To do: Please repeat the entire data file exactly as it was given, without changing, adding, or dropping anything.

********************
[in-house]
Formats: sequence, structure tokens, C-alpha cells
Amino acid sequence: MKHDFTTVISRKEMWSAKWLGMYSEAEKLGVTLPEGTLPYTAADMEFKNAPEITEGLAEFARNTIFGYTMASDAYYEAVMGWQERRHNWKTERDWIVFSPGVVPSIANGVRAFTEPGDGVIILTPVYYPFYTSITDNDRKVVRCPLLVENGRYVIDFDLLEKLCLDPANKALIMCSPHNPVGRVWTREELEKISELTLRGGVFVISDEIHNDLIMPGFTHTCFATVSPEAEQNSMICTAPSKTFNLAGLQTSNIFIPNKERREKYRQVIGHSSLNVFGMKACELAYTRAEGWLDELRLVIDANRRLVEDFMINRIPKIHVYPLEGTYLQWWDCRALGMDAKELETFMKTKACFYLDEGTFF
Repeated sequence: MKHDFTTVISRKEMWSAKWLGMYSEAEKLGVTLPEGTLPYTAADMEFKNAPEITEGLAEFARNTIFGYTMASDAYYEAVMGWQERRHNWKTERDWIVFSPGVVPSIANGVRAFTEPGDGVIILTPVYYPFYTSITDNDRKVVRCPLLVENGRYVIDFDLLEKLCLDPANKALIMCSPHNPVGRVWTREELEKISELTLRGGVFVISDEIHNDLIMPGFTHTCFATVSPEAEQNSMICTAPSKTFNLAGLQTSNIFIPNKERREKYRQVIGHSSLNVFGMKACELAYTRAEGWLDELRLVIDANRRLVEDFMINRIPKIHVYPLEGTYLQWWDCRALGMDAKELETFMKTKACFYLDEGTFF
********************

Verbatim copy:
[in-house]
Formats: sequence, structure tokens, C-alpha cells
Amino acid sequence: MKHDFTTVISRKEMWSAKWLGMYSEAEKLGVTLPEGTLPYTAADMEFKNAPEITEGLAEFARNTIFGYTMASDAYYEAVMGWQERRHNWKTERDWIVFSPGVVPSIANGVRAFTEPGDGVIILTPVYYPFYTSITDNDRKVVRCPLLVENGRYVIDFDLLEKLCLDPANKALIMCSPHNPVGRVWTREELEKISELTLRGGVFVISDEIHNDLIMPGFTHTCFATVSPEAEQNSMICTAPSKTFNLAGLQTSNIFIPNKERREKYRQVIGHSSLNVFGMKACELAYTRAEGWLDELRLVIDANRRLVEDFMINRIPKIHVYPLEGTYLQWWDCRALGMDAKELETFMKTKACFYLDEGTFF
Repeated sequence: MKHDFTTVISRKEMWSAKWLGMYSEAEKLGVTLPEGTLPYTAADMEFKNAPEITEGLAEFARNTIFGYTMASDAYYEAVMGWQERRHNWKTERDWIVFSPGVVPSIANGVRAFTEPGDGVIILTPVYYPFYTSITDNDRKVVRCPLLVENGRYVIDFDLLEKLCLDPANKALIMCSPHNPVGRVWTREELEKISELTLRGGVFVISDEIHNDLIMPGFTHTCFATVSPEAEQNSMICTAPSKTFNLAGLQTSNIFIPNKERREKYRQVIGHSSLNVFGMKACELAYTRAEGWLDELRLVIDANRRLVEDFMINRIPKIHVYPLEGTYLQWWDCRALGMDAKELETFMKTKACFYLDEGTFF